Last year, Land Rover threw up a video on the web that showed off a new “transparent hood” technology they’ve been working on for future vehicles.

No, you’re not hallucinating — that’s the hood of the car turning invisible in front of your very eyes.

Okay, not quite. The technology actually works by using camera images that capture what’s going on further ahead of the vehicle, and compiling them to show the driver what the ground and space in front — normally blocked by the hood and the parts underneath — look like. Anyone on the outside still sees a normal-looking Land Rover driving around, while inside, the driver and any passengers see a full, uninhibited view of the road ahead.

This kind of technology would be most useful for drivers looking to take a trek out into the wilderness and places off the beaten path, where there are a few or no maintained roads for vehicles, and rough terrain can be unpredictable and potentially dangerous for the car and its passengers.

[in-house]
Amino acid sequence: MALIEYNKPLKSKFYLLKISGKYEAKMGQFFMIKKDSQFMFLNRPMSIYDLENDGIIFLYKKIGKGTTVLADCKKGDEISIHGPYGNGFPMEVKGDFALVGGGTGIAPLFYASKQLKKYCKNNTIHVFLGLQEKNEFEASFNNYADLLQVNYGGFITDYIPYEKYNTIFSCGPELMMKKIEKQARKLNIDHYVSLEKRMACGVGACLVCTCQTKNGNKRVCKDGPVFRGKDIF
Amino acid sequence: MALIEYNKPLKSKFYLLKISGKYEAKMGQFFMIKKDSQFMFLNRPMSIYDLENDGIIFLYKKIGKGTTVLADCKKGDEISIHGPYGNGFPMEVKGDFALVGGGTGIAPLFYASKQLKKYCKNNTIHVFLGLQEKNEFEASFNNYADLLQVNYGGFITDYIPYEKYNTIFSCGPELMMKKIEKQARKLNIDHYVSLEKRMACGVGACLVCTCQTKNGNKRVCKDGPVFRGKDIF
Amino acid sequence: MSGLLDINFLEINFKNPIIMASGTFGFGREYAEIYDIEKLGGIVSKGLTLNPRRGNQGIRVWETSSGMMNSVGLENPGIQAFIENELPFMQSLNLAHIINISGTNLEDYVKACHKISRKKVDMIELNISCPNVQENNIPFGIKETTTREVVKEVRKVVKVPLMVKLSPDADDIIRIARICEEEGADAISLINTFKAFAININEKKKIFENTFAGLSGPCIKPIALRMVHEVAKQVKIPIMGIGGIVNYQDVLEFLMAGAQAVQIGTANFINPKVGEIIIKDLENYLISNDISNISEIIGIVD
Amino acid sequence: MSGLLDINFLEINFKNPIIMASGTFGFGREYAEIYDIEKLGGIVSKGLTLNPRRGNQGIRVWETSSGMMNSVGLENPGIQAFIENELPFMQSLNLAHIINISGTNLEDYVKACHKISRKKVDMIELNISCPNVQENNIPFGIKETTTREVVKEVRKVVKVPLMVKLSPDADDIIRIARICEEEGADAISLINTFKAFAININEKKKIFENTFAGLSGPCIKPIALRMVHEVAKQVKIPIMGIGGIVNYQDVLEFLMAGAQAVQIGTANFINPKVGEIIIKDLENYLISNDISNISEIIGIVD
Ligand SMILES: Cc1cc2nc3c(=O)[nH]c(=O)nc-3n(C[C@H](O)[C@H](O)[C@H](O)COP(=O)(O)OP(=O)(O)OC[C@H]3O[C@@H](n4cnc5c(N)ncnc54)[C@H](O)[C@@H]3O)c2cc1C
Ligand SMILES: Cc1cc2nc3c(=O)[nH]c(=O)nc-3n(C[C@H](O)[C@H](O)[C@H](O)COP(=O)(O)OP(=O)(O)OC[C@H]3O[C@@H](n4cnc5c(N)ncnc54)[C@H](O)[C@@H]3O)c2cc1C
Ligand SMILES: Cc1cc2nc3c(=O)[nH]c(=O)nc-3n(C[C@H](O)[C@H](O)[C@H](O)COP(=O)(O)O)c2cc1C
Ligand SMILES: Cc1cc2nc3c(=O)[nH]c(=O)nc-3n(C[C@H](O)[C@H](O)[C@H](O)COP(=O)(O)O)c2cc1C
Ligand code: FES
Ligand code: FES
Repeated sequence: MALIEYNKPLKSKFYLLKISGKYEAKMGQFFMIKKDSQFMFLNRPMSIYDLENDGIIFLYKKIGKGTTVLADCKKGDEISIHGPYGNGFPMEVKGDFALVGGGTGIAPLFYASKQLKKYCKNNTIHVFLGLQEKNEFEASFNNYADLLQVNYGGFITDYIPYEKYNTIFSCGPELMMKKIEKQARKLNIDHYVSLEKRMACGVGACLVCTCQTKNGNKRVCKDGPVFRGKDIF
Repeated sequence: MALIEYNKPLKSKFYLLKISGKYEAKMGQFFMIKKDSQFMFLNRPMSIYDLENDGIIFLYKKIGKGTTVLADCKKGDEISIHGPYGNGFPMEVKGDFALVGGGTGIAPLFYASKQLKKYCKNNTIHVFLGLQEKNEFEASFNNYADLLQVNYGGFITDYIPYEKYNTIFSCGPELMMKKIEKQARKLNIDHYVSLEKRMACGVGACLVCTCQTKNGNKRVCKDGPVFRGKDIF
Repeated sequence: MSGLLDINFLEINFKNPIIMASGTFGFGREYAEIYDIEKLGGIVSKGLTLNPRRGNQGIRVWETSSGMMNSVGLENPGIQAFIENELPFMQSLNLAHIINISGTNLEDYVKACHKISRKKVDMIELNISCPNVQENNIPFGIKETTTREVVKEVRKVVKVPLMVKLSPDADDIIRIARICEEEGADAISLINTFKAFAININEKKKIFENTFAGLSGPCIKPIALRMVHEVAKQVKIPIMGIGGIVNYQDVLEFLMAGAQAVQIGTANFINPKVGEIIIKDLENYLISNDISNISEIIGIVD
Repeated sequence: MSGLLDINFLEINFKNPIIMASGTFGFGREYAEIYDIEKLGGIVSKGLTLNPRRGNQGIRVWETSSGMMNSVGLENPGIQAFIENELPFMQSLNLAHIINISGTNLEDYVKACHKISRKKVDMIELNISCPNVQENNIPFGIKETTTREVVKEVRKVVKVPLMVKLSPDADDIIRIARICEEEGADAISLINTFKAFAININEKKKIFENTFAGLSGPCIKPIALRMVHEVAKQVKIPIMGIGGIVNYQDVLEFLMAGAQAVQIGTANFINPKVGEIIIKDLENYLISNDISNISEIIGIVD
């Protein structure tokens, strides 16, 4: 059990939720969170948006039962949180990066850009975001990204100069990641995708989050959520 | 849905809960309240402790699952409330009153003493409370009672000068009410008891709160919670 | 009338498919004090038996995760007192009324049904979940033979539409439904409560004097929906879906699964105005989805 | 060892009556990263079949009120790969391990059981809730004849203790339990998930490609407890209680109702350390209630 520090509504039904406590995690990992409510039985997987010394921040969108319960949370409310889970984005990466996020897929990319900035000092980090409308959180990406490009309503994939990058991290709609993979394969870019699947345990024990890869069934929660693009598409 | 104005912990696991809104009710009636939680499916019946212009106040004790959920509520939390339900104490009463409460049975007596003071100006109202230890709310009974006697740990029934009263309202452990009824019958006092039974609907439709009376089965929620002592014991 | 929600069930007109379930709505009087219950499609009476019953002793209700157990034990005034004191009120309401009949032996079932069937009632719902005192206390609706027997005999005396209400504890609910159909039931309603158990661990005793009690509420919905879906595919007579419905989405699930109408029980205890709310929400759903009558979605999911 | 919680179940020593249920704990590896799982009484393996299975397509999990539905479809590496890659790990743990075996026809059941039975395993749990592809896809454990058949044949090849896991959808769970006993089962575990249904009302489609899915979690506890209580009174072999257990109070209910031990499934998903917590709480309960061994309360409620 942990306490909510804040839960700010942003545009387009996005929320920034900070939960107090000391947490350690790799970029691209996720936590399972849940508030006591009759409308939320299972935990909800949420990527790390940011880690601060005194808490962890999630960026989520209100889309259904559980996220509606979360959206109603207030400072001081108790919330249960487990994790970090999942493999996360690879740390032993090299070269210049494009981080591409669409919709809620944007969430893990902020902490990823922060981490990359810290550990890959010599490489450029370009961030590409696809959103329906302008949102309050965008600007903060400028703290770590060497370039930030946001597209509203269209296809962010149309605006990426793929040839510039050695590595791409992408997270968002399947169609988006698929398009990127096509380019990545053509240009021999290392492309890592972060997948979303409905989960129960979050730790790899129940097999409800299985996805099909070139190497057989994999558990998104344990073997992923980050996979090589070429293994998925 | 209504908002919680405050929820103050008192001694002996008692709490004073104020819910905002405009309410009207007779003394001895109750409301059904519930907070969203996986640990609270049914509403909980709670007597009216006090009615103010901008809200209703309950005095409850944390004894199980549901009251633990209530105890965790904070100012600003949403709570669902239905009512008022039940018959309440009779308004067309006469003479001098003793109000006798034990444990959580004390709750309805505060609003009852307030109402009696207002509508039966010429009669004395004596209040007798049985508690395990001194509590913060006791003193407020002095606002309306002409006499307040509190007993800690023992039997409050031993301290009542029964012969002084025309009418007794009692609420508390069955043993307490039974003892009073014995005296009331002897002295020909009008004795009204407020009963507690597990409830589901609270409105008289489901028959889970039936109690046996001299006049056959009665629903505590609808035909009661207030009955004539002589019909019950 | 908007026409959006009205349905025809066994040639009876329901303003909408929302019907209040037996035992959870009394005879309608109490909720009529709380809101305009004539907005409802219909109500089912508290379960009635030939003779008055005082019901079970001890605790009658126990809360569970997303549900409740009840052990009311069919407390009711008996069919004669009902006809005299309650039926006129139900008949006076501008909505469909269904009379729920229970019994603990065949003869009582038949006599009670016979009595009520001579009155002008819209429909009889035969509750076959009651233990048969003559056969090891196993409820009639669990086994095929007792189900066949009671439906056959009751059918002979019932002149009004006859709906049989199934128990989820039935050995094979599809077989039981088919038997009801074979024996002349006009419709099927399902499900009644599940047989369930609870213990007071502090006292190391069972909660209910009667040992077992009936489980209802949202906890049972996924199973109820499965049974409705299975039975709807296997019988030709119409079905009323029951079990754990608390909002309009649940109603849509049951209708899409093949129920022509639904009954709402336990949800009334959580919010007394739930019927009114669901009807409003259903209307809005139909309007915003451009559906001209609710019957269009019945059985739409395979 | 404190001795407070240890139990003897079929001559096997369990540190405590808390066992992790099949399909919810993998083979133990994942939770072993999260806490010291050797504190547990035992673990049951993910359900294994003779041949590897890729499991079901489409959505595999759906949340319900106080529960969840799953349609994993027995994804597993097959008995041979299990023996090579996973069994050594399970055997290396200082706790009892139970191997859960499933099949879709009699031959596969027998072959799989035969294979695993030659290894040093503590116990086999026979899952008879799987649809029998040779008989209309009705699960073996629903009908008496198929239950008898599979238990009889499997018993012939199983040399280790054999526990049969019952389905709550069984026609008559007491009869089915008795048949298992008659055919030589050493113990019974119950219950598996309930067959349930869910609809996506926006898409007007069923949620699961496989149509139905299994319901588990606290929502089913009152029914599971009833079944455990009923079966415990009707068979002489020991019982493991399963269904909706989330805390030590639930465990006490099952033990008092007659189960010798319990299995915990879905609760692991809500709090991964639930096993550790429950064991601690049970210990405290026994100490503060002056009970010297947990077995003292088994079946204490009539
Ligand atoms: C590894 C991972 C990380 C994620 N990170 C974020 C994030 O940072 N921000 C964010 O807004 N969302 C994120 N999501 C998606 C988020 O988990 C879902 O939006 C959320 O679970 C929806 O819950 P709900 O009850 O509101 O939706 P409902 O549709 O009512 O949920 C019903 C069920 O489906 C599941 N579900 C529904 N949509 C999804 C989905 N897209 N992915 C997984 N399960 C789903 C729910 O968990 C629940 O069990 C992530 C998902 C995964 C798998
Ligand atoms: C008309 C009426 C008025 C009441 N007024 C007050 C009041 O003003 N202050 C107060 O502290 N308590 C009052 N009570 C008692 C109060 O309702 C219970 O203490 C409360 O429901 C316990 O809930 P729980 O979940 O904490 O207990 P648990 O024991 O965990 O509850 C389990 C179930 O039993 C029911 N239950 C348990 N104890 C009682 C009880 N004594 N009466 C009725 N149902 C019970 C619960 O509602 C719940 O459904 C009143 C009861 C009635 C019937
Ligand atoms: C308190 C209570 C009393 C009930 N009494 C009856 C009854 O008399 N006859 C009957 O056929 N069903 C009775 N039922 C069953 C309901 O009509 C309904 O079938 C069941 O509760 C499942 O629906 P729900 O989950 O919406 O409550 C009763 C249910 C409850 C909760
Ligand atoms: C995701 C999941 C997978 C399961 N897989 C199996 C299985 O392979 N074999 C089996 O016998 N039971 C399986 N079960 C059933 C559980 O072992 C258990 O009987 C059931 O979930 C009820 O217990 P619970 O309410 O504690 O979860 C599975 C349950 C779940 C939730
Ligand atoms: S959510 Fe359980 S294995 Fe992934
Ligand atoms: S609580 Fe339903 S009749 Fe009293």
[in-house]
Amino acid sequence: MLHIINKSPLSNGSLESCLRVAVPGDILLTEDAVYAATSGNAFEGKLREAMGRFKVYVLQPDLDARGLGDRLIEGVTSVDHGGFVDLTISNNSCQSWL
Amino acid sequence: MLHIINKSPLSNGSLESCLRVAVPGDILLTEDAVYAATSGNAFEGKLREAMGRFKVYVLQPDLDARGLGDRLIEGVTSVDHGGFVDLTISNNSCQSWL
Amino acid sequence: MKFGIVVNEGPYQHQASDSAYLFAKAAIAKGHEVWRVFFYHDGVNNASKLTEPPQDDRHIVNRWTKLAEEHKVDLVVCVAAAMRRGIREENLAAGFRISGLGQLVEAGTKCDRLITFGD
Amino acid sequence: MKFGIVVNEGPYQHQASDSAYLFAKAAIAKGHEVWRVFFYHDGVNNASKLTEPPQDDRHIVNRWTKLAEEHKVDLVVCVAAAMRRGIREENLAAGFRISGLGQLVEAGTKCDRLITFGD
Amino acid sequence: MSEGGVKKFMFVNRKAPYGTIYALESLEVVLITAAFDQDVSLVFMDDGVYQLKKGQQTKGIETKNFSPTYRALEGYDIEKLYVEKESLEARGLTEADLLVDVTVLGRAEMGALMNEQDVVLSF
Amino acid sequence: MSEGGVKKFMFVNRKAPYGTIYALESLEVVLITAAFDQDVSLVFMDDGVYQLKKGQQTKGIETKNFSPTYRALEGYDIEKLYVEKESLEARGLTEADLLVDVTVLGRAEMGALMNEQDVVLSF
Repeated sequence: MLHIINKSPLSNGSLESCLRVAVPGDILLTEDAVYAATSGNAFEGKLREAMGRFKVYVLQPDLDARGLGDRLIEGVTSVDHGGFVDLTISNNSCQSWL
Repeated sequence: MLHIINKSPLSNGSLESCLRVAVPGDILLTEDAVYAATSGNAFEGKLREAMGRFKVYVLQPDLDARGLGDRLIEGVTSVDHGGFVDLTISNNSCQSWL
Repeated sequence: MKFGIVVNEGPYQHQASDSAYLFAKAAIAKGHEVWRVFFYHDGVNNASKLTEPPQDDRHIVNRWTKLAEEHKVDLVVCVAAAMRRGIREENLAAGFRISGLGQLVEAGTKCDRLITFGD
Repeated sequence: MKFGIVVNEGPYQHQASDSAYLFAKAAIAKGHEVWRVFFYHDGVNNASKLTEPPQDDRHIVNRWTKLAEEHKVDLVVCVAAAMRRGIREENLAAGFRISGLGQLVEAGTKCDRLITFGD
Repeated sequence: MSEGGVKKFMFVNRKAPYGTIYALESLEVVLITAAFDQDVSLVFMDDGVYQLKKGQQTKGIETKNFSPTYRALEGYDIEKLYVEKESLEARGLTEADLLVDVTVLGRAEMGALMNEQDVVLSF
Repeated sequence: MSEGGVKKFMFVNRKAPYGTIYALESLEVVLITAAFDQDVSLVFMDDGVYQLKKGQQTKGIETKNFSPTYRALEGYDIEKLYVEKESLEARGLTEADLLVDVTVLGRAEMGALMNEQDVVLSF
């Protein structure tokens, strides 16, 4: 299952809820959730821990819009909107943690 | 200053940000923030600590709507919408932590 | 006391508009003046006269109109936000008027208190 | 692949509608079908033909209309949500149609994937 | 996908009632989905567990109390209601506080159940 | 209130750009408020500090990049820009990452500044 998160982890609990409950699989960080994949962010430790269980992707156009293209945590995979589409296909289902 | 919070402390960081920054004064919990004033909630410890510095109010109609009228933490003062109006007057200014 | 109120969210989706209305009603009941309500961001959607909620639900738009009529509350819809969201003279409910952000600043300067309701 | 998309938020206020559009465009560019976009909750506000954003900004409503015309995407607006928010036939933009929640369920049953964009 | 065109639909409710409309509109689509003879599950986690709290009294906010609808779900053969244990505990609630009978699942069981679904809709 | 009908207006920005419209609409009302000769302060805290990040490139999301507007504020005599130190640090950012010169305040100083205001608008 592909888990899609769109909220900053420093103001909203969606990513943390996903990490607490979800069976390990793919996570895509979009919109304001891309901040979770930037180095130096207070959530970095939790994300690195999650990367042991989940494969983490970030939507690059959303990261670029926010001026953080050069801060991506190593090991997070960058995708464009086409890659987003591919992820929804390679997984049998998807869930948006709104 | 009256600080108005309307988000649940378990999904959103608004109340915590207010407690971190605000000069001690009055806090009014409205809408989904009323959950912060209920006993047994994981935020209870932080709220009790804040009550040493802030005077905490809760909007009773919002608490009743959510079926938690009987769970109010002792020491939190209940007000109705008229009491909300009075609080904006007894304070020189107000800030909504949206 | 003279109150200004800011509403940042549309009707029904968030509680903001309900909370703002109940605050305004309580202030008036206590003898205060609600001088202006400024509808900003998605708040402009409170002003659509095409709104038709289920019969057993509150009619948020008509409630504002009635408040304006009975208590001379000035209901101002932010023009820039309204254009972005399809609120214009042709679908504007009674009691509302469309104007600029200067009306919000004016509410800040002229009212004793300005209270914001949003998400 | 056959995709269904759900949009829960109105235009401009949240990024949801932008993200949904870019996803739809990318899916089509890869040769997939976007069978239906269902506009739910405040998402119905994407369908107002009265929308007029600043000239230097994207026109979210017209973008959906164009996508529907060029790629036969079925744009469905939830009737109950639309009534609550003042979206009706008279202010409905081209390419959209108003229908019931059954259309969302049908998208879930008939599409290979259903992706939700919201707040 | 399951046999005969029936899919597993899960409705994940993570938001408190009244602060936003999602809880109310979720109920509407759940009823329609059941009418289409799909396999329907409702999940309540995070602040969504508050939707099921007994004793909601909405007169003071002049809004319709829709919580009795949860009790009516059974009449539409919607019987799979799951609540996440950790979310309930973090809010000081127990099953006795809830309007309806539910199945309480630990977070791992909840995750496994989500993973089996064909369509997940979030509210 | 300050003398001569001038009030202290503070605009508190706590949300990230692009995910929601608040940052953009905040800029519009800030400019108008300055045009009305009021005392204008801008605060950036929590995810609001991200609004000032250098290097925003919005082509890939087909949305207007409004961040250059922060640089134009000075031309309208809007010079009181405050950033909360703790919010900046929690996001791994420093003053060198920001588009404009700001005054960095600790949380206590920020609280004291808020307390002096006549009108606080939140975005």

“As our vehicles become more capable and autonomous off-road, we will ensure the driver has the confidence to allow the car to continue to progress, over any terrain,” said Wolfgang Apple, the director of research and technology for Jaguar Land Rover, in a statement on Land Rover’s website. “We are developing new technologies including the Transparent Bonnet to give drivers an augmented view of reality to help them tackle anything from the toughest off-road route to the tight confines of an urban car park.”

This is just one of the many new emerging car technologies companies are investing millions of dollars into perfecting — and their imaginations only get more and more audacious. Case in point: Toyota’s recent patent for a flying car, and all of the research going into self-driving automobiles.

Since showing off the transparent hood concept, Land Rover has been mum about how close they are to getting this on the market, but it’s only a matter of time.